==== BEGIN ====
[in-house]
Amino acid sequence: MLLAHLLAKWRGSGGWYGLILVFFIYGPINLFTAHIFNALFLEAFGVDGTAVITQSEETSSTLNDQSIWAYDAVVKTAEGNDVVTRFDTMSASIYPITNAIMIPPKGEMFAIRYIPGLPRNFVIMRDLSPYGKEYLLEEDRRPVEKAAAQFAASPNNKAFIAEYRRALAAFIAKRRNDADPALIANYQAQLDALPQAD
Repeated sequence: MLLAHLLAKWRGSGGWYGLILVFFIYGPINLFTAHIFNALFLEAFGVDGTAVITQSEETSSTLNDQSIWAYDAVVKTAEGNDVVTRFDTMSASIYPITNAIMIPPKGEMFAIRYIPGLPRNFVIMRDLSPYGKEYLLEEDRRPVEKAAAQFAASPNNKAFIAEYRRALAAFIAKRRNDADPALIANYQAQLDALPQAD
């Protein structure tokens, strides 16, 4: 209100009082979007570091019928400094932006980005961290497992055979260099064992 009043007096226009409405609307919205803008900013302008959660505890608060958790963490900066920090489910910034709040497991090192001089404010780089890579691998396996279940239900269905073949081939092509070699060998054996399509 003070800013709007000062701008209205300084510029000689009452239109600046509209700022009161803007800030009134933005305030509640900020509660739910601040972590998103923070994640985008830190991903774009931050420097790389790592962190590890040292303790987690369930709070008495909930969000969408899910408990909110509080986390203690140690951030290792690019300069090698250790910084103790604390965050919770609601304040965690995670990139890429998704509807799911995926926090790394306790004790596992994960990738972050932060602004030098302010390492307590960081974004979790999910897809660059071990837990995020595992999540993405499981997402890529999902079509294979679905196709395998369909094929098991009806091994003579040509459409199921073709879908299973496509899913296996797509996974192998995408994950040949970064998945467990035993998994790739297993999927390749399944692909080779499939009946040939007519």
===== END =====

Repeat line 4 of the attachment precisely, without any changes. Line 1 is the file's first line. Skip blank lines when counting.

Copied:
């Protein structure tokens, strides 16, 4: 209100009082979007570091019928400094932006980005961290497992055979260099064992 009043007096226009409405609307919205803008900013302008959660505890608060958790963490900066920090489910910034709040497991090192001089404010780089890579691998396996279940239900269905073949081939092509070699060998054996399509 003070800013709007000062701008209205300084510029000689009452239109600046509209700022009161803007800030009134933005305030509640900020509660739910601040972590998103923070994640985008830190991903774009931050420097790389790592962190590890040292303790987690369930709070008495909930969000969408899910408990909110509080986390203690140690951030290792690019300069090698250790910084103790604390965050919770609601304040965690995670990139890429998704509807799911995926926090790394306790004790596992994960990738972050932060602004030098302010390492307590960081974004979790999910897809660059071990837990995020595992999540993405499981997402890529999902079509294979679905196709395998369909094929098991009806091994003579040509459409199921073709879908299973496509899913296996797509996974192998995408994950040949970064998945467990035993998994790739297993999927390749399944692909080779499939009946040939007519």